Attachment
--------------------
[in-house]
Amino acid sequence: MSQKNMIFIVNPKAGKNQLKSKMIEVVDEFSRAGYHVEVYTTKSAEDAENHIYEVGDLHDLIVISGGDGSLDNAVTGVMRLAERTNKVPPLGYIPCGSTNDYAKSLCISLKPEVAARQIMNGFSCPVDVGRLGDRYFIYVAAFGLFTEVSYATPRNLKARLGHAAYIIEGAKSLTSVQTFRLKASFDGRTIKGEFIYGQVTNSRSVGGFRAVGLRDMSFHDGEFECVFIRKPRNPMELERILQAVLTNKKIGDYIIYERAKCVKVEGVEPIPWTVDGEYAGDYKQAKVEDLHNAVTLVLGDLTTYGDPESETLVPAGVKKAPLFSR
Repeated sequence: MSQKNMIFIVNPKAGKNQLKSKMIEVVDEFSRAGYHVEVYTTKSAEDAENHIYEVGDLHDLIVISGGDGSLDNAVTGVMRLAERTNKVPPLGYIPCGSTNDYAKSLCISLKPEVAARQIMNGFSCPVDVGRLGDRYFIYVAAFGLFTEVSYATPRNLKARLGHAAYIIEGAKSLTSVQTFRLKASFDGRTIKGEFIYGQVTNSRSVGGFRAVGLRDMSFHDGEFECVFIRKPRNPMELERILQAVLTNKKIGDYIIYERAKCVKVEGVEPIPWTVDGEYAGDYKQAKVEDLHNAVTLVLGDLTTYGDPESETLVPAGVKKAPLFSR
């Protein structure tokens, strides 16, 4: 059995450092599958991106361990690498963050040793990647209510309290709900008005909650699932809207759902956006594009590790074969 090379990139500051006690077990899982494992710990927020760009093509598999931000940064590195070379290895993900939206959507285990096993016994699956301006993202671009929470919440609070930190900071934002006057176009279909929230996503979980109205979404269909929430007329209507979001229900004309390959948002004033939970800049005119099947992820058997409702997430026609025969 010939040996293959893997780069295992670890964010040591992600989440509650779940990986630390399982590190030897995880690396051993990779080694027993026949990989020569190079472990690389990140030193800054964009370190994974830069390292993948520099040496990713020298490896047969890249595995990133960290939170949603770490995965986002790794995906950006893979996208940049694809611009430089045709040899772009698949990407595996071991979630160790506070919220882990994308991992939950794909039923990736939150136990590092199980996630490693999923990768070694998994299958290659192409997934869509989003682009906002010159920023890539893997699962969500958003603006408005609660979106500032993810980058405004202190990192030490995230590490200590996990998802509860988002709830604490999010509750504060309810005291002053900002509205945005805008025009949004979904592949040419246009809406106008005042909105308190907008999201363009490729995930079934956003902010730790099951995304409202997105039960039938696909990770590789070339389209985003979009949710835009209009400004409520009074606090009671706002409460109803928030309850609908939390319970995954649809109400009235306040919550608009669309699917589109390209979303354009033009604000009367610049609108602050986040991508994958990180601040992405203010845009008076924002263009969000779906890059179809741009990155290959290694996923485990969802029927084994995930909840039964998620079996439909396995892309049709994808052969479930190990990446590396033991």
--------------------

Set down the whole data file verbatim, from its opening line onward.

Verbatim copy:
[in-house]
Amino acid sequence: MSQKNMIFIVNPKAGKNQLKSKMIEVVDEFSRAGYHVEVYTTKSAEDAENHIYEVGDLHDLIVISGGDGSLDNAVTGVMRLAERTNKVPPLGYIPCGSTNDYAKSLCISLKPEVAARQIMNGFSCPVDVGRLGDRYFIYVAAFGLFTEVSYATPRNLKARLGHAAYIIEGAKSLTSVQTFRLKASFDGRTIKGEFIYGQVTNSRSVGGFRAVGLRDMSFHDGEFECVFIRKPRNPMELERILQAVLTNKKIGDYIIYERAKCVKVEGVEPIPWTVDGEYAGDYKQAKVEDLHNAVTLVLGDLTTYGDPESETLVPAGVKKAPLFSR
Repeated sequence: MSQKNMIFIVNPKAGKNQLKSKMIEVVDEFSRAGYHVEVYTTKSAEDAENHIYEVGDLHDLIVISGGDGSLDNAVTGVMRLAERTNKVPPLGYIPCGSTNDYAKSLCISLKPEVAARQIMNGFSCPVDVGRLGDRYFIYVAAFGLFTEVSYATPRNLKARLGHAAYIIEGAKSLTSVQTFRLKASFDGRTIKGEFIYGQVTNSRSVGGFRAVGLRDMSFHDGEFECVFIRKPRNPMELERILQAVLTNKKIGDYIIYERAKCVKVEGVEPIPWTVDGEYAGDYKQAKVEDLHNAVTLVLGDLTTYGDPESETLVPAGVKKAPLFSR
């Protein structure tokens, strides 16, 4: 059995450092599958991106361990690498963050040793990647209510309290709900008005909650699932809207759902956006594009590790074969 090379990139500051006690077990899982494992710990927020760009093509598999931000940064590195070379290895993900939206959507285990096993016994699956301006993202671009929470919440609070930190900071934002006057176009279909929230996503979980109205979404269909929430007329209507979001229900004309390959948002004033939970800049005119099947992820058997409702997430026609025969 010939040996293959893997780069295992670890964010040591992600989440509650779940990986630390399982590190030897995880690396051993990779080694027993026949990989020569190079472990690389990140030193800054964009370190994974830069390292993948520099040496990713020298490896047969890249595995990133960290939170949603770490995965986002790794995906950006893979996208940049694809611009430089045709040899772009698949990407595996071991979630160790506070919220882990994308991992939950794909039923990736939150136990590092199980996630490693999923990768070694998994299958290659192409997934869509989003682009906002010159920023890539893997699962969500958003603006408005609660979106500032993810980058405004202190990192030490995230590490200590996990998802509860988002709830604490999010509750504060309810005291002053900002509205945005805008025009949004979904592949040419246009809406106008005042909105308190907008999201363009490729995930079934956003902010730790099951995304409202997105039960039938696909990770590789070339389209985003979009949710835009209009400004409520009074606090009671706002409460109803928030309850609908939390319970995954649809109400009235306040919550608009669309699917589109390209979303354009033009604000009367610049609108602050986040991508994958990180601040992405203010845009008076924002263009969000779906890059179809741009990155290959290694996923485990969802029927084994995930909840039964998620079996439909396995892309049709994808052969479930190990990446590396033991």